I return to the Botanic Gardens early in the morning to check out the Tanks Arts Centre. Three World War 2 naval oil storage tanks have been converted into an arts precinct for exhibitions and performance. My beautifier said they were a must-see and she was right. To enter the precinct, I pass through an immense gate beside a wall of gargoylish mosaic, some of it overwritten by twining roots. Each tank is also magnificently gated. Even the bare outside of Tank 1has a rough beauty, that beauty that comes so mysteriously from dilapidation
To enter the gallery I cross a small bridge over a pool reflecting a circle of ferns. The inside space is vast: partitions to normal ceiling height create a series of pale-walled galleries and the office is a curved module plonked off centre. Some of the paintings are hung dramatically on the curved inner wall of the tank at eye level, amongst signs of industrial wear and tar and streaks of black grease. A huge rusting pipe remains, angling its way up beside a ladder.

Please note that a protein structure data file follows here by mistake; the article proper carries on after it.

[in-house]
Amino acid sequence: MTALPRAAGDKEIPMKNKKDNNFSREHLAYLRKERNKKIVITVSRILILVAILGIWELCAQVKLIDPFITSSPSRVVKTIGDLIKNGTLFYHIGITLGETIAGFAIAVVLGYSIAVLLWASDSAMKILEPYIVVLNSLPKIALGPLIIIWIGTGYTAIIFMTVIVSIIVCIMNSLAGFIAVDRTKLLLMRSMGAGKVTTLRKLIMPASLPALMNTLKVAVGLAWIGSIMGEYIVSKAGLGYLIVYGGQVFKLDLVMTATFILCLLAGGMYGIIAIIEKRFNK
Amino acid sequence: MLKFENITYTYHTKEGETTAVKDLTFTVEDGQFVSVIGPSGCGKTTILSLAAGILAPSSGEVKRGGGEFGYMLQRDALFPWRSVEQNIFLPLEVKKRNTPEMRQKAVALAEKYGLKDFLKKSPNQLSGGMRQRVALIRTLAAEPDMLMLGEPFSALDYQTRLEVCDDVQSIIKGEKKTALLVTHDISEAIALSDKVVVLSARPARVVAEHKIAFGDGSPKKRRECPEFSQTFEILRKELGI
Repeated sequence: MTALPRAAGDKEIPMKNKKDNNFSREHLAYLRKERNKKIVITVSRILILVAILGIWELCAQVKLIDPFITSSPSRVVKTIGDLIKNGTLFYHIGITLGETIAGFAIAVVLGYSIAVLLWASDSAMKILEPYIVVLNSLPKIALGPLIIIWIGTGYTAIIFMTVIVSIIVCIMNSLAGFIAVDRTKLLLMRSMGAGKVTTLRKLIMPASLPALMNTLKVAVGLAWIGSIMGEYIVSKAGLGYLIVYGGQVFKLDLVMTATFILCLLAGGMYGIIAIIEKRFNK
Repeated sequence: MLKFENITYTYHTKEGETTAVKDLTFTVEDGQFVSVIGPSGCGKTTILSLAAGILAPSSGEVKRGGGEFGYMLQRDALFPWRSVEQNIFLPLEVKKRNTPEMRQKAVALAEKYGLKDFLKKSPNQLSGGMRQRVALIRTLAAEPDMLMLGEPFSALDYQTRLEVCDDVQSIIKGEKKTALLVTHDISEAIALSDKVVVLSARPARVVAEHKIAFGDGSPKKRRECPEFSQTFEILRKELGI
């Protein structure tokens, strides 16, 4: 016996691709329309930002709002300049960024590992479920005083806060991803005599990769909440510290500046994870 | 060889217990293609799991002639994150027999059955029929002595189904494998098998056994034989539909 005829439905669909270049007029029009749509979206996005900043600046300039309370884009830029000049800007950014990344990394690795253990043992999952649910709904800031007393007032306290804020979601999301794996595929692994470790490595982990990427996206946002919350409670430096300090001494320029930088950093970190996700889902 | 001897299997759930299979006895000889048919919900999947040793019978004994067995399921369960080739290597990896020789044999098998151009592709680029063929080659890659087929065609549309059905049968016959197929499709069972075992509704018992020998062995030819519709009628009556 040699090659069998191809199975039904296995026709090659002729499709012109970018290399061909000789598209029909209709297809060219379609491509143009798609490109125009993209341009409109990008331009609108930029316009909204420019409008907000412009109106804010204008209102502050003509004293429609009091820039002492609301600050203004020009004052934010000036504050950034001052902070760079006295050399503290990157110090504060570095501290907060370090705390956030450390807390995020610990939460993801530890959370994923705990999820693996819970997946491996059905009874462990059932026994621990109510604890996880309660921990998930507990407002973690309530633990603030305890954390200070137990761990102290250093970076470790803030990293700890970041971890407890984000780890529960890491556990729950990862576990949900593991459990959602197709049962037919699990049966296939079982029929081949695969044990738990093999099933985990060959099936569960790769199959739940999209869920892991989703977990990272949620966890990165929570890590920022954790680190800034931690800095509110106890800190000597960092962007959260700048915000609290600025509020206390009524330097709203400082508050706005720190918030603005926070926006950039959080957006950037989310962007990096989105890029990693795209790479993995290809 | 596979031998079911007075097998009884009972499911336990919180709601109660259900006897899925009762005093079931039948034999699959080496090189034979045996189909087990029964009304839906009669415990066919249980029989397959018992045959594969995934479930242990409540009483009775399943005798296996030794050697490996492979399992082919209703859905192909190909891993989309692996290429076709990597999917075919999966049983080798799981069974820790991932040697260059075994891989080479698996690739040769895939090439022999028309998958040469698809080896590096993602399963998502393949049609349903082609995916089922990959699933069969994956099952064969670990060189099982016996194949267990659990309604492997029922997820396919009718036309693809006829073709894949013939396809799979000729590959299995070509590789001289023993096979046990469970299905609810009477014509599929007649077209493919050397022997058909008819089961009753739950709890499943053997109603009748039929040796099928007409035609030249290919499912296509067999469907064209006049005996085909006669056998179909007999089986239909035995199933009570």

I'm so taken with the tank that the artworks take second place. They are all by local artists. A collage portrait of grandfather and grandson captures a wonderful tenderness. There are images of coral, cassowaries and rainforest and a basket woven from sea-rope and flotsam-jetsam. But it's the venue that holds my attention.
When I tell my niece I spent the morning amongst gas tanks, she looks at me pityingly and mocks me unmercifully. Little does she know the many pleasures gas tanks provide.